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Supermold from superstorm? Velázquez calls for health task force in wake of Sandy

Roberto Botano in his mold-covered living room in New Orleans after Hurricane Katrina.
Photo by Kevork Djansezian  /  AP

Brooklyn Daily Eagle

Superstorm Sandy’s most dangerous long-term effects may not be broken buildings or infrastructure, Rep. Nydia M. Velázquez warned Friday.

Citing illness caused by mold and toxins overflowing the banks of the Gowanus Canal and Newtown Creek, Rep. Velázquez (D-NY) called on the federal government to establish a task force to respond to public health and environmental concerns.

Velázquez is the coordinator for federal recovery efforts related to Sandy.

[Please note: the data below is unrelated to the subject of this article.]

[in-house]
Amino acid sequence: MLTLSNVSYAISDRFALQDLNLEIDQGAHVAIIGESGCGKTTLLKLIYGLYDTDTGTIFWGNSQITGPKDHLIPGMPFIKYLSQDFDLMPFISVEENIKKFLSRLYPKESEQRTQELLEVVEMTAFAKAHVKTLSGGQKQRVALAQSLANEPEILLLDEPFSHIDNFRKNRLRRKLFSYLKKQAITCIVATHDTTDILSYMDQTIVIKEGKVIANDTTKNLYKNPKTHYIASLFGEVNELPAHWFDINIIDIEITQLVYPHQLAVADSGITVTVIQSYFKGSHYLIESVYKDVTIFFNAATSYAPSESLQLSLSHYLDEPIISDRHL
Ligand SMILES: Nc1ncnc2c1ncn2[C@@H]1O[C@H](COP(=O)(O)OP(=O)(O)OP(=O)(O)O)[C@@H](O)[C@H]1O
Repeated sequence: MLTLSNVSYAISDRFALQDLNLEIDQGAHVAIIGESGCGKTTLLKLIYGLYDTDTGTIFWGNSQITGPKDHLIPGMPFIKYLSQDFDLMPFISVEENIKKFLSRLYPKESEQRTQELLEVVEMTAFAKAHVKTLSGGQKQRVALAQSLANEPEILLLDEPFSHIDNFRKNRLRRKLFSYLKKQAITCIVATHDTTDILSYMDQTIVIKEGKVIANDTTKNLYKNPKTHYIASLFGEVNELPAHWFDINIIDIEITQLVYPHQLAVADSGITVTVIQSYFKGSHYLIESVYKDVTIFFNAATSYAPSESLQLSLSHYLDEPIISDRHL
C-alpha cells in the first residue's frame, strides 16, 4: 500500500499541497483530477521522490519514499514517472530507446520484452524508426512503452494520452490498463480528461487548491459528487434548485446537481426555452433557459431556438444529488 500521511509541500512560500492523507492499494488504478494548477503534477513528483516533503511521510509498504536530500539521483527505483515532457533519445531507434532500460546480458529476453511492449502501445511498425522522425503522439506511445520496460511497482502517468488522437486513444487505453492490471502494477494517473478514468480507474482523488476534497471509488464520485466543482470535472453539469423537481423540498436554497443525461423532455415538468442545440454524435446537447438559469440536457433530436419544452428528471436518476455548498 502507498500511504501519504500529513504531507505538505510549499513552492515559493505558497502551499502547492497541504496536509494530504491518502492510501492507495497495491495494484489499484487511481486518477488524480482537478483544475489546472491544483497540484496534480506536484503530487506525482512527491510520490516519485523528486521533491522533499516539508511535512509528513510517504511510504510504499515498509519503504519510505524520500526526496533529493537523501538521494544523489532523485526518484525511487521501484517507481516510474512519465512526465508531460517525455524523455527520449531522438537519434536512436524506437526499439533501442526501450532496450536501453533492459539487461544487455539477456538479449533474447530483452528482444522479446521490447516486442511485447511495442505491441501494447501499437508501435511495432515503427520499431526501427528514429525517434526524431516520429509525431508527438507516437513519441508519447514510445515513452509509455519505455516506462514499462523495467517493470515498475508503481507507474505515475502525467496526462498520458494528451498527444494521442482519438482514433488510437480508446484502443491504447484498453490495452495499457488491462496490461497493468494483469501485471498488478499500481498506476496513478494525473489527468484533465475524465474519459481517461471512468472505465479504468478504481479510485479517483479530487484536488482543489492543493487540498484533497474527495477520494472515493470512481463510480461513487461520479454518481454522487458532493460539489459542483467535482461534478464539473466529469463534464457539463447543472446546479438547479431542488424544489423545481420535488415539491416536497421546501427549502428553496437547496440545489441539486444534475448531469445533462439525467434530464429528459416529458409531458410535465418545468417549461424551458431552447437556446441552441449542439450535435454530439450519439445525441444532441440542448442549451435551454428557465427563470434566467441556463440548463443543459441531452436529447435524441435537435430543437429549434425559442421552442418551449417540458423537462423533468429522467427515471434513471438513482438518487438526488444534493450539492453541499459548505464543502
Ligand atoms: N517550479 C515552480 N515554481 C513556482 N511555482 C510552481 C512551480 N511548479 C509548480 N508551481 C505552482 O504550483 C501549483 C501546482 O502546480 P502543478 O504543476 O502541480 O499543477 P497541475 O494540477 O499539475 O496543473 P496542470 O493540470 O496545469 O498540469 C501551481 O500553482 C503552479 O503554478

In a letter to Shaun Donovan, Secretary of the U.S. Department of Housing and Urban Development, Velázquez said that while much attention has been focused on the billions of dollars in physical damages from the storm, public health and environmental challenges are not being given the attention they warrant.  Illnesses caused by mold and toxin exposure may place further strains on the already-stressed public health system, Velázquez fears.

According to the Harvard School of Public Health, a 2006 study after Hurricane Katrina in New Orleans found that even if a home was only flooded partway, toxic mold often crept up inside the walls, well past the waterline.

Another study found children’s allergic sensitivity to mold increased after the storm – bad news for kids with asthma. Social disruption and stress caused mental problems to soar as well.

Velázquez has requested that the Centers for Disease Control (CDC), the Environmental Protection Agency (EPA), local hospitals, and environmental and public health agencies join the task force.

November 30, 2012 - 3:07pm


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